Employment practices and data protection – information about workers’ health

TUC response to ICO consultation and data protection

2 Mar 2023| News

From the TUC:

We welcome the opportunity to respond to the Information Commissioner’s Office (ICO) consultation on employment practices and data protection regarding information about workers’ health.

We agree with the ICO that health information is some of the most sensitive personal information that might be processed about workers. An online resource with topic-specific guidance on employment practices and data protection could be vital to workers, employers, trade unions and trade union representatives.

But the draft guidance in its current form would not adequately support all the groups who might seek to use it. Despite the ICO’s role ‘to uphold information rights in the public interest’[1] the employer-focused framing and language; the lack of detail on the ethical principles involved when making complex decisions about workers’ health data, and the omission of information about the benefits of involving trade union representatives and activities, such as meaningful dialogue, consultation and collective bargaining and just some of the problems outlined in our consultation response below.

To ensure the final guidance on employment practices and data protection regarding information about workers’ health is a document that helps the ICO to uphold information rights in the public interest, the TUC calls for the ICO to:

i) Change the framing and language to make it just as applicable to workers as it is to employers. The guidance does well to talk about the power dynamics inherent in any employer relationship. This needs to go further. Change the framing so that it is more in line with employers upholding their duty of care to employees and treating their health data according to this duty of care.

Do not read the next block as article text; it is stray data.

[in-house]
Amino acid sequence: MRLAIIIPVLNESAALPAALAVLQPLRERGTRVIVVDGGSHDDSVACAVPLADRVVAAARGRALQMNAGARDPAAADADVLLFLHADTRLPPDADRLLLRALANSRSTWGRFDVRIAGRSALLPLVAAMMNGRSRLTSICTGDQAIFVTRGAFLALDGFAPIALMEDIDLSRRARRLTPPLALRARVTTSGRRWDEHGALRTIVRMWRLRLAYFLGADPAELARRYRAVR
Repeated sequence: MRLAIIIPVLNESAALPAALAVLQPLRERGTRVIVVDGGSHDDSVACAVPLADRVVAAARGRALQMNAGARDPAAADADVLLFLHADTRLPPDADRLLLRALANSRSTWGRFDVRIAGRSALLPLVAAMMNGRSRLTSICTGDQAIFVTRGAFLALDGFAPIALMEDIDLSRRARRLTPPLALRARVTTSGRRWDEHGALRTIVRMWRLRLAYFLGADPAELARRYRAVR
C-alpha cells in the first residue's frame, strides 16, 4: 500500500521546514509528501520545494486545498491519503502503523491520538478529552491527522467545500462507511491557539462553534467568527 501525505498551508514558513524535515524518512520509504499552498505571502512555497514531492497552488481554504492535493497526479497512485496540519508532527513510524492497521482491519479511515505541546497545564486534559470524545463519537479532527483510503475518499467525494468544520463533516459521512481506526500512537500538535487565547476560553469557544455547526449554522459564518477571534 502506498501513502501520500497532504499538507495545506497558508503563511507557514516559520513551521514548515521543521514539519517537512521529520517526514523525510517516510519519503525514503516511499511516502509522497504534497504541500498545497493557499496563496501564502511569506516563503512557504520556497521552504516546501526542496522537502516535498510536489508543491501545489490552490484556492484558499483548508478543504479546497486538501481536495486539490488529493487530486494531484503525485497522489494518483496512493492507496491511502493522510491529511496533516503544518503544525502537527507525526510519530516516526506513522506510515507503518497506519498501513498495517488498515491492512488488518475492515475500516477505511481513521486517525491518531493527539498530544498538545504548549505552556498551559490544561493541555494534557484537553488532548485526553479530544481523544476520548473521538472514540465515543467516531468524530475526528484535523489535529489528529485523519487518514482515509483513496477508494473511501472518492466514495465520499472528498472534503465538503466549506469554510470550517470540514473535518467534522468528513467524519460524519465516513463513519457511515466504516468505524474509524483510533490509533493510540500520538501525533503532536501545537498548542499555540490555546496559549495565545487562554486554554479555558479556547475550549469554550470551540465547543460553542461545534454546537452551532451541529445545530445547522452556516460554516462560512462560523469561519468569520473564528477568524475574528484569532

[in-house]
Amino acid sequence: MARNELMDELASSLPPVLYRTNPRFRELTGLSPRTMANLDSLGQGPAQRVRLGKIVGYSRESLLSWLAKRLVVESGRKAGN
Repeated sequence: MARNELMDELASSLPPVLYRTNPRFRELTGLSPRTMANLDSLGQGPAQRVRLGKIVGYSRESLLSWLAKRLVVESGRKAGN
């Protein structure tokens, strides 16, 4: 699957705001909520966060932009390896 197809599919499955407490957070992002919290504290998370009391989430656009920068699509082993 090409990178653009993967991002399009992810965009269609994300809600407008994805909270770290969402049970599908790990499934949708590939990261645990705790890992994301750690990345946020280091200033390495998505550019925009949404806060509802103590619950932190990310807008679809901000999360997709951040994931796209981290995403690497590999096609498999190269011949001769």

ii) Talk about unions. Collective bargaining provides an excellent framework for involving workers in meaningful consultation about how their data is used.[2] Of those not covered by an agreement, there may still be an active branch in the workplace, including a health and safety rep that can facilitate negotiation and help workers make empowered decisions.

iii) Consider that readers will be engaging with the guidance with limited time. Allow for better navigation through the document. Consider repeating items for reiteration and to avoid readers missing key points. Cite all relevant legislation you mention. Provide links to this.

iv) Make more specific reference to equalities groups, who already experience barriers in when accessing their rights, including in the workplace like employment, human and data-related rights. One example of an employer using data and employment practices positively would be the inclusion of ethnic data monitoring in accident records, to allow sickness and accident reporting to show any patterns of discrimination in the workplace which could then be addressed by the employer.

v) Explain the legislative landscape more fully. There does not appear to be full and complete guidance on how common law currently affects the sharing and processing of workers’ health data. Nor does the guidance mention relevant health and safety legalisation. The key point to note is employers have a legal duty to consult with staff on issues affecting their health and safety and this will play in to actions affecting their health data. The guidance must explain this.

[1] ICC (2023) What we do [online] Accessed 31st January 2023 Available at: https://ico.org.uk/about-the-ico/what-we-do/

[2] TUC (2019) A stronger voice for workers: How collective bargaining can deliver a better deal at work [online] Accessed 31st January 2023 Available at: https://www.tuc.org.uk/research-analysis/reports/stronger-voice-workers

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